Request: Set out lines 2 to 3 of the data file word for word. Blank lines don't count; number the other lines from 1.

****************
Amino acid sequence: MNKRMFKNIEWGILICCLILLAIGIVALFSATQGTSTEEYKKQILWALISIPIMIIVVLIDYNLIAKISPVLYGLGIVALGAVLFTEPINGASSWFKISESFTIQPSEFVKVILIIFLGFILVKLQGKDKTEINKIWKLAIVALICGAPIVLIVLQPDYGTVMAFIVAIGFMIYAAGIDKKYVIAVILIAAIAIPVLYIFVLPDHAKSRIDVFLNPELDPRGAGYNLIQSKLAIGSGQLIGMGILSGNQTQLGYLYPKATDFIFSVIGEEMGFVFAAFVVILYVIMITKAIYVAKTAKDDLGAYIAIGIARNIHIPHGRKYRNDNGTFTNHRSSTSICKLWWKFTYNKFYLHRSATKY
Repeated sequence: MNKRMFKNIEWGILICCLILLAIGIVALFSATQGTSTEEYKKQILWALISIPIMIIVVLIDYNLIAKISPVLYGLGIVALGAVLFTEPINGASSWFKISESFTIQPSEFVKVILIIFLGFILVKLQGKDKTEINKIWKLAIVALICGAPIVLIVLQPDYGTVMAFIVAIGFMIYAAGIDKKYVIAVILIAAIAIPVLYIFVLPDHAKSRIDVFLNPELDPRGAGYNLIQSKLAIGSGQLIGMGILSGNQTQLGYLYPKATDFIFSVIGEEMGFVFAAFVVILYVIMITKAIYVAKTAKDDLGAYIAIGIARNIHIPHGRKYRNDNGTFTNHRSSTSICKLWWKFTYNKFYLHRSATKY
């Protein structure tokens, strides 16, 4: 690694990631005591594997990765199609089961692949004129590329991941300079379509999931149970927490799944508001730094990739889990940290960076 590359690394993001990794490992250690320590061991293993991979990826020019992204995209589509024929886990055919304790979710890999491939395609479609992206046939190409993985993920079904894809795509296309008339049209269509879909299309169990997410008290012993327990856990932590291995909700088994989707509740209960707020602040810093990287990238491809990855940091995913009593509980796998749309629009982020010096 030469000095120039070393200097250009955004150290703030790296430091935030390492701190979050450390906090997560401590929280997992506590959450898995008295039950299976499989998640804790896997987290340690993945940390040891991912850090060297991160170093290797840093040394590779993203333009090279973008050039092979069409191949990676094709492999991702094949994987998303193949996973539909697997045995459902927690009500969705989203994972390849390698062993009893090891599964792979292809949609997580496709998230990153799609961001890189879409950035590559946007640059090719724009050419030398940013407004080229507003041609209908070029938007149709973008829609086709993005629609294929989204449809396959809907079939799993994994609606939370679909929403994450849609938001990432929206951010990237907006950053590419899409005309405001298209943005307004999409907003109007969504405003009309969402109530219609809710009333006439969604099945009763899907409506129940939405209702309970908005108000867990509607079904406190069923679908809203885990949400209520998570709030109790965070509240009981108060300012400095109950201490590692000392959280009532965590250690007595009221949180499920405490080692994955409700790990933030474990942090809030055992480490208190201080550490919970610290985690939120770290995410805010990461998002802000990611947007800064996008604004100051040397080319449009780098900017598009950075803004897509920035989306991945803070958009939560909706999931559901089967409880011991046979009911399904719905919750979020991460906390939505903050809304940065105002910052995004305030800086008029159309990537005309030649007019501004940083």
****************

Repeated sequence: MNKRMFKNIEWGILICCLILLAIGIVALFSATQGTSTEEYKKQILWALISIPIMIIVVLIDYNLIAKISPVLYGLGIVALGAVLFTEPINGASSWFKISESFTIQPSEFVKVILIIFLGFILVKLQGKDKTEINKIWKLAIVALICGAPIVLIVLQPDYGTVMAFIVAIGFMIYAAGIDKKYVIAVILIAAIAIPVLYIFVLPDHAKSRIDVFLNPELDPRGAGYNLIQSKLAIGSGQLIGMGILSGNQTQLGYLYPKATDFIFSVIGEEMGFVFAAFVVILYVIMITKAIYVAKTAKDDLGAYIAIGIARNIHIPHGRKYRNDNGTFTNHRSSTSICKLWWKFTYNKFYLHRSATKY
């Protein structure tokens, strides 16, 4: 690694990631005591594997990765199609089961692949004129590329991941300079379509999931149970927490799944508001730094990739889990940290960076 590359690394993001990794490992250690320590061991293993991979990826020019992204995209589509024929886990055919304790979710890999491939395609479609992206046939190409993985993920079904894809795509296309008339049209269509879909299309169990997410008290012993327990856990932590291995909700088994989707509740209960707020602040810093990287990238491809990855940091995913009593509980796998749309629009982020010096 030469000095120039070393200097250009955004150290703030790296430091935030390492701190979050450390906090997560401590929280997992506590959450898995008295039950299976499989998640804790896997987290340690993945940390040891991912850090060297991160170093290797840093040394590779993203333009090279973008050039092979069409191949990676094709492999991702094949994987998303193949996973539909697997045995459902927690009500969705989203994972390849390698062993009893090891599964792979292809949609997580496709998230990153799609961001890189879409950035590559946007640059090719724009050419030398940013407004080229507003041609209908070029938007149709973008829609086709993005629609294929989204449809396959809907079939799993994994609606939370679909929403994450849609938001990432929206951010990237907006950053590419899409005309405001298209943005307004999409907003109007969504405003009309969402109530219609809710009333006439969604099945009763899907409506129940939405209702309970908005108000867990509607079904406190069923679908809203885990949400209520998570709030109790965070509240009981108060300012400095109950201490590692000392959280009532965590250690007595009221949180499920405490080692994955409700790990933030474990942090809030055992480490208190201080550490919970610290985690939120770290995410805010990461998002802000990611947007800064996008604004100051040397080319449009780098900017598009950075803004897509920035989306991945803070958009939560909706999931559901089967409880011991046979009911399904719905919750979020991460906390939505903050809304940065105002910052995004305030800086008029159309990537005309030649007019501004940083």